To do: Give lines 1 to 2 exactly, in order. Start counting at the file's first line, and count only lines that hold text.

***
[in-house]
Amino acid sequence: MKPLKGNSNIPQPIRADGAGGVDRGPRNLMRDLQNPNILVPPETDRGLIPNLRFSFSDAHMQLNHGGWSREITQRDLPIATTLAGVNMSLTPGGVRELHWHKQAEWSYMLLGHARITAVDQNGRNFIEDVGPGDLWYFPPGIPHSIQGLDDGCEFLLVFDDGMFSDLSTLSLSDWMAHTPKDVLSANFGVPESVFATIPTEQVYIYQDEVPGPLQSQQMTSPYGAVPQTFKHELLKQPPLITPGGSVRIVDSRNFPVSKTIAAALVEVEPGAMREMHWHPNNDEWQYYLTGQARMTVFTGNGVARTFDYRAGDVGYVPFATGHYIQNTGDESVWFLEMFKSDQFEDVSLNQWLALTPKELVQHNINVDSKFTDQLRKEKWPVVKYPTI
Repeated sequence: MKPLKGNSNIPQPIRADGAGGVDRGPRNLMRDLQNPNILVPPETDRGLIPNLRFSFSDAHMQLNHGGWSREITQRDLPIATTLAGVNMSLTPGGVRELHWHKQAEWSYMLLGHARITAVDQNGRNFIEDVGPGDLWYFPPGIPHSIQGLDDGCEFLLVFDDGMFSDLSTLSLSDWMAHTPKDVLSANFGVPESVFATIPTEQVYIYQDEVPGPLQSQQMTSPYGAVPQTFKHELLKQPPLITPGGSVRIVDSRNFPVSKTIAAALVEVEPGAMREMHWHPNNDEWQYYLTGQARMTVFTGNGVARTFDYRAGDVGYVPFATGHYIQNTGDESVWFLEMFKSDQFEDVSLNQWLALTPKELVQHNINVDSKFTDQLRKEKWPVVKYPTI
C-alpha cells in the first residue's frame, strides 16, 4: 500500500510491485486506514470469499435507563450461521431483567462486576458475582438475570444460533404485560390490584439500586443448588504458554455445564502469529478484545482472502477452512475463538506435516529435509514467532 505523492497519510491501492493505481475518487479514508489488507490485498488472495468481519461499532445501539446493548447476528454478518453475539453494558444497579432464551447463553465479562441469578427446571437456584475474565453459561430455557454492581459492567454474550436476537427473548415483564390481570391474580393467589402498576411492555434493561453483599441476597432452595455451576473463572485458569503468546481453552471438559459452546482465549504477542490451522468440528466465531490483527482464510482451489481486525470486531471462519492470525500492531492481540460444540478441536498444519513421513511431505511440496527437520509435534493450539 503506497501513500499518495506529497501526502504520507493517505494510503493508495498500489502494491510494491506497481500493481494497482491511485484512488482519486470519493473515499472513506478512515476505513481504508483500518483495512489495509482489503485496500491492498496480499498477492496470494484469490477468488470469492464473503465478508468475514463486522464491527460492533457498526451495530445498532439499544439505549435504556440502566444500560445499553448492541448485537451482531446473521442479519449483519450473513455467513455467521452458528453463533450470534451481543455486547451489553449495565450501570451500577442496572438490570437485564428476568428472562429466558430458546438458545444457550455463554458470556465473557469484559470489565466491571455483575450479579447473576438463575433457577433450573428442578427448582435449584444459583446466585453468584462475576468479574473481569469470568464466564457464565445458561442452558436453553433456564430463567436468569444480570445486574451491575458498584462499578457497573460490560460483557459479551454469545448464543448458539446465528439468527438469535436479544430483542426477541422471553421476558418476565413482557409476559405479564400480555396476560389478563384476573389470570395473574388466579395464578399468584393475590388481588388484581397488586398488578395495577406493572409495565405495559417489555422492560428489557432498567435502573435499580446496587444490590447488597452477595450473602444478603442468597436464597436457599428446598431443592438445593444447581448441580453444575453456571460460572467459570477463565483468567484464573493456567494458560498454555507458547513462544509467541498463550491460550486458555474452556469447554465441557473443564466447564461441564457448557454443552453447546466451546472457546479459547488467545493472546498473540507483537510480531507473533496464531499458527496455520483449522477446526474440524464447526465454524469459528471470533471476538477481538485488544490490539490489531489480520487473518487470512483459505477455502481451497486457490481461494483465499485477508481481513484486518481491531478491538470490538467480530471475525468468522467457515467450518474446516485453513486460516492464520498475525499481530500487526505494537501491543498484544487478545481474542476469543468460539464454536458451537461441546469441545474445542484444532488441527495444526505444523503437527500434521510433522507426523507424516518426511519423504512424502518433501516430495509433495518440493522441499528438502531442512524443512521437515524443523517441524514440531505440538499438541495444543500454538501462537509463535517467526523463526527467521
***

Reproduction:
[in-house]
Amino acid sequence: MKPLKGNSNIPQPIRADGAGGVDRGPRNLMRDLQNPNILVPPETDRGLIPNLRFSFSDAHMQLNHGGWSREITQRDLPIATTLAGVNMSLTPGGVRELHWHKQAEWSYMLLGHARITAVDQNGRNFIEDVGPGDLWYFPPGIPHSIQGLDDGCEFLLVFDDGMFSDLSTLSLSDWMAHTPKDVLSANFGVPESVFATIPTEQVYIYQDEVPGPLQSQQMTSPYGAVPQTFKHELLKQPPLITPGGSVRIVDSRNFPVSKTIAAALVEVEPGAMREMHWHPNNDEWQYYLTGQARMTVFTGNGVARTFDYRAGDVGYVPFATGHYIQNTGDESVWFLEMFKSDQFEDVSLNQWLALTPKELVQHNINVDSKFTDQLRKEKWPVVKYPTI